Adelaide-founded property startup HappyCo raises $14 million in Series A to bring R&D division back home after years abroad
Tuesday, April 10, 2018/
San Francisco-based but Adelaide-founded startup HappyCo has completed a $US10.8 million ($14 million) Series A funding round led by Australian investors, as the proptech startup looks to bring its research and development efforts back to Adelaide.
HappyCo offers a Software-as-a-Service platform for any companies or individuals who manage residential real estate, helping them better manage things such as inspections, maintenance, and property monitoring. The startup currently helps manage more than 1.2 million properties controlled by companies such as Airbnb and Vicinity Centres.
“Any company that touches any sort of residential real estate, such as traditional property management companies or vacation rental managers, we provide them software to help with the operational side of running the property,” co-founder Jindou Lee told StartupSmart.
Lee says the global residential property industry is worth over $7 trillion, and while HappyCo isn’t the first to offer software solutions for property management, the startup does offer its platform on modern day technology such as smartphones and iPads, which is a way to “fill the gaps”, he says.
The startup went through Blackbird’s Startmate accelerator program in 2012, the year after it was founded, and then moved to the US to participate in the coveted 500 Startups program. HappyCo now has customers in more than 40 countries, with Lee saying the business model is easily scalable as properties are “run the same way no matter where you are”.
But after more than five years with a strong home base in San Francisco, part of HappyCo has come home to roost, with Lee saying the company made the decision to move its R&D division to Adelaide around 18 months ago.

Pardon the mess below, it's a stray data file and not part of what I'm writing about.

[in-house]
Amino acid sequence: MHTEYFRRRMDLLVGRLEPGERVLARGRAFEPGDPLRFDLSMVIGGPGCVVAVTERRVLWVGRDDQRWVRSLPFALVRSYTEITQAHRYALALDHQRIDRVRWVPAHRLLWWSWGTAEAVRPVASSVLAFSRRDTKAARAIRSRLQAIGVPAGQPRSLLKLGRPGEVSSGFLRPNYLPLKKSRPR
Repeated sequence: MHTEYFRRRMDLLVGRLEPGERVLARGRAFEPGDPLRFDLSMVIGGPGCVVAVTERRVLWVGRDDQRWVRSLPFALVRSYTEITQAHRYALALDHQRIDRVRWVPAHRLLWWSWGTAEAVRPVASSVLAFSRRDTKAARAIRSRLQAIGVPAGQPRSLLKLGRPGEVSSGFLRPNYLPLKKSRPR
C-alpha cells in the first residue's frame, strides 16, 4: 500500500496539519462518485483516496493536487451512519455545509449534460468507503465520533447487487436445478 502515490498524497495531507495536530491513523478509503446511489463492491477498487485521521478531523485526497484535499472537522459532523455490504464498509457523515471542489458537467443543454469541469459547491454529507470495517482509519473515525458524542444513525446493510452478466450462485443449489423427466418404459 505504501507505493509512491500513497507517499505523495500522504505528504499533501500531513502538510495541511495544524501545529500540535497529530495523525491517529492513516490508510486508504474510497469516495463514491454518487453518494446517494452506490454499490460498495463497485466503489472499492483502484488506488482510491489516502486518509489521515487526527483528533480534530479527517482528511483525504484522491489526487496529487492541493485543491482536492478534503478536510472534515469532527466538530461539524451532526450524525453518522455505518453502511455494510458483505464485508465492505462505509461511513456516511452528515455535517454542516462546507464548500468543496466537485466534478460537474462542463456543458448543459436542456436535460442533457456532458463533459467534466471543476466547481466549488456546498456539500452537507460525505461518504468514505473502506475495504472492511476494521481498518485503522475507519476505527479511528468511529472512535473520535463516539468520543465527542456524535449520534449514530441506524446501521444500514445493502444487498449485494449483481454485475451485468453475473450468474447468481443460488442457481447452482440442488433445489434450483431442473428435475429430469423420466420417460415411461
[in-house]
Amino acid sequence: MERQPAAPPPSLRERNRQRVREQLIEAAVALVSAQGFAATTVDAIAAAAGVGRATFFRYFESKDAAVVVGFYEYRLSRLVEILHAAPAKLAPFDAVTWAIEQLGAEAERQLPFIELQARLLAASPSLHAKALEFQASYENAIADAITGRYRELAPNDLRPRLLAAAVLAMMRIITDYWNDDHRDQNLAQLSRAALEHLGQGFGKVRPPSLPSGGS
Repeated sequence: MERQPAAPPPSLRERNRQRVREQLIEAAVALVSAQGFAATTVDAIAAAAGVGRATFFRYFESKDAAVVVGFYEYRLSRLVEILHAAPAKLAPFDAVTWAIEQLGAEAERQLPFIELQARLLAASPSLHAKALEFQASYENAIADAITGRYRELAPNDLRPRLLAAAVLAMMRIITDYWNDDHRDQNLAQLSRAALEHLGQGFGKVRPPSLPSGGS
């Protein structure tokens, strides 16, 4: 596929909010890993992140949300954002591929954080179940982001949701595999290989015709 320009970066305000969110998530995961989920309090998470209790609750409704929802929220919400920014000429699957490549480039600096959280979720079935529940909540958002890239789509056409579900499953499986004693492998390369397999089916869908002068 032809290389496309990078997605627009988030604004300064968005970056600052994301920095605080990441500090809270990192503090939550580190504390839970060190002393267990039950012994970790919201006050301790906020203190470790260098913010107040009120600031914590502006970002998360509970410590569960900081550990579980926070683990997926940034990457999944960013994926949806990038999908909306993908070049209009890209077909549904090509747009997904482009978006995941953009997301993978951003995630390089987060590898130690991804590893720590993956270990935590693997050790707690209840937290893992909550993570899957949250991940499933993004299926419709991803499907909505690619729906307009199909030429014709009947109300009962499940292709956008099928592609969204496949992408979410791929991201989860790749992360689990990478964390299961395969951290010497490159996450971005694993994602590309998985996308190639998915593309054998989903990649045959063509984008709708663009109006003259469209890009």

Sydney and Melbourne were considered first, but Lee was put off by a number of high-profile startups already in dominant positions in the ecosystems of those two capitals, nominating the likes of Atlassian and Freelancer.
“They have dominant positions in those markets, and they have the capital to keep growing those markets as their focuses change,” Lee says.
“We thought long and hard about the decision, and the founders and I started this from Adelaide. As much as our customers today are focused in North America, a lot of the DNA of the company is Australian and we wanted to build a strong base in Adelaide.
“There’s not enough startup success stories that come out of South Australia. People there need to start dreaming bigger.”
Australian investors keen on property space
The $9.9 million funding round HappyCo closed in 2016 consisted largely of US and European investors, but this year’s raise was made up mostly of Aussie investors, led by Sydney-based Alium Capital Management, and joined by Tempus Partners, PieLab Venture Partners, Larsen Ventures and Sandalphon Capital.
Lee says the team felt it was time to raise again as the startup had put a lot of work into proving its business model and expanding its customer base, spending the last 12 months focused on building out its product offerings.
Setting out to seek investment from Australian funds rather than US funds was a decision driven by a perceived enthusiasm for property-focused startups in the Australian investor ecosystem, says Lee, something that can be seen by the string of successfully funded proptech startups over the last 12 months.
“We’ve had such a great property boom in the last 10-15 years, and we’re very tangible people in Australia so we see and understand the problems in real estate, and subsequently investors feel the same way because they own a bunch of properties,” Lee says.
“The challenge is Australia is a very small market, so unless it’s a global solution it’s hard to build a big company.”
Lee also says this time around the capital raising process was easier; the traction the startup has had so far was a vote of confidence for local investors, who are naturally “risk averse”, he says.
However, having raised in both the US and Australian startup scenes, Lee does think there needs to be some “maturing” done by both local startups and investors.
“We were surprised by the amount of capital available, every second person seems to have or is starting a fund, which is great for the ecosystem,” he says.
“But a lot of startups think there’s difficulty accessing capital here, and investors think there’s not a lot of great startups to invest in, that’s why I think there’s some maturing to be done on both sides.”